The People’s History Museum in Manchester is different. It shows the lives and deaths of the real movers and shakers, the strikers, the martyrs and the rioters, the people in the street trying to earn enough money to pay for tea.  There are coffins you can open, clothes to try on, vintage Gay Rights banners and not a dead polar bear in sight. It is interactive without being patronising, interesting and ambitious and makes you realise the gaping void at the centre of how history is normally presented. People whose lives we look on now because they actually did something, something important and brave and innovative that actually affects us now, were not just inbred lucky sperm with silly hair* poncing around on horseback.

We go to look at Art next but the art galleries are all closed because it’s Monday so we go to the Odd Bar in the Northern Quarter and have veggie black pudding kebabs and happily eavesdrop on the swarms on conversation from the chattering classes around us.

The Grade two listed Marble Arch squats on an unattractive road on the way to Ancoats. Inside, one is dazzled by a multitude of tiles mosaics adorning the walls, ceiling and floor. The interior seems almost untouched from its beginning in 1888 apart from the waft of Nirvana and the chalkboard advertising very nice looking food indeed but with the eight to ten pound mark putting it outside the average 19th labourers pay packet. There is a microbrewery attached (Marble Brewery) there is chocolate and ginger flavoured beer and the chips look excellent. Ergo it is a Good Pub.

I will never learn to get my bearings in Manchester, no matter how many times I go, there seems no rhyme or reason to it, it is fluid, changeable and malleable. I just walk, watch, listen and admire.

*The person, not the sperm is the one with hair.

More Manchester pics here

Aug 1 2010

Moniaive, Dumfries and Galloway

Moniaive is in the official middle of nowhere, the prettiest middle of nowhere to ever exist, shimmering through the rain and accessed by a winding road through sparsely populated yet lush countryside unadorned by agricultural clutter and sprawl, just modest white crofts and the occasional imposing driveway leading no doubt to some utopian idyll buried slumbering in the woods. It is countryside that doesn’t reek of money, second homes, stiff new Barbour’s and people from Islington. It is country not countryside and a crow is strung by the neck on a gate in the old tradition of warning other crows of their fate should they try and encroach on what was formerly theirs.

An avenue of trees leads down to Moniaive: it seems almost a vast urban sprawl, this delicate smattering of houses along the road compared to the empty journey but we were driving past a McDonalds in Dumfries less than an hour ago watching big seagulls and people squawk and litter and search for the last salty chip in the red rectangular boxes.

Moniaive has apparently become a haven for the artists, artisans and bohemians of Scotland, a gushing piece about it in the Galloway News led me here and yes, here is the chocolatiers looking like the witches house in Hansel and Gretel, so alluring and pretty but I fear to step within, not because of witches but because I suspect the prices won’t be from a halcyon past. Here are the quiet modest bistros next to spotless simple houses with fake flowers in the window and The Georges Hotel with a beer garden that is simply a field, benches and nature. It also has an excitingly named Tramps Hole and is one of those quintessentially Scottish places that are so steeped in blood and history, it is taken as a modest given, not to be wrapped up in ribbon, glorified, sold to tourists and made into a paying attraction.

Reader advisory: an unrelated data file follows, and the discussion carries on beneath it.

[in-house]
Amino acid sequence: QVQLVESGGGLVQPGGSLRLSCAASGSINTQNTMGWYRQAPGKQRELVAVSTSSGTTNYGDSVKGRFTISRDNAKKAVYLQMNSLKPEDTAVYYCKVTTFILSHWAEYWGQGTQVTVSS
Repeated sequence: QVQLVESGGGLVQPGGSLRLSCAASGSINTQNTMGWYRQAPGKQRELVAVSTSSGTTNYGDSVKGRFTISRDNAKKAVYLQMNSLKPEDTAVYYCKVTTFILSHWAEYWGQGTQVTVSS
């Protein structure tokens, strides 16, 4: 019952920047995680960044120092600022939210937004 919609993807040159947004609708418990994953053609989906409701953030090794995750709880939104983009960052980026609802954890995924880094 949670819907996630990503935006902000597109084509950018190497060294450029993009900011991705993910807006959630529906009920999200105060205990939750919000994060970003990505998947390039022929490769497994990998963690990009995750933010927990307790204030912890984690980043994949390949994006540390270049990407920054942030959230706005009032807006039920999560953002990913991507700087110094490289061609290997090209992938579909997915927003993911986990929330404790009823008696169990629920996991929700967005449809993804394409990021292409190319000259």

There are monuments to martyrs here, graves to the murdered religious dissenters known as covenanters but this is not a hewn from the rocks ‘authentic Scottish Experience’. Many of the voices heard are of the well-fed English variety and charming bistros with prices in the teens are not an integral aspect of every small Scottish town.

But a sign in the village store amongst the ads for folk festivals and art events  warns people that they will not be served alcohol until 10am.

We have heard good things about the Green Tea House cafe  but I am suspicious, as The Galloway News never seems to write anything actually negative about Scottish food establishments. It is however an exercise in how to make your tea room the best damn tea room in town. I did have a slight yearning towards the pub as tea rooms make me think of old ladies in an overheated florid room gorging on crumbling old cakes and talking with sweet venom about their relatives but this tea room is lofty, minimal yet cosy with a garden, a fireplace and big shuttered windows overlooking dark dark trees. The organic menu is a good blend of veggie and non-veggie and my aubergine and tomato bake, salad wedges and salad an immense thing of wonder for under six pounds. There is a slightly awkward moment when having tried the healthy herb salt on the table and declaring it like something used to cut cocaine with, I ask for real salt and am politely yet firmly refused. Not that it needed it to be fair. The cakes are of the sort that would be served at high tea to beaming mop haired children from Enid Blyton, groaning with cream, jam and chocolate and it is everything one could ask for but has spoilt me now as I use it to measure other places and they always come up substandard which fills me with a grim pleasure as I do not know how and if I shall ever be able to find my way back to this strange little oasis in the middle of nowhere.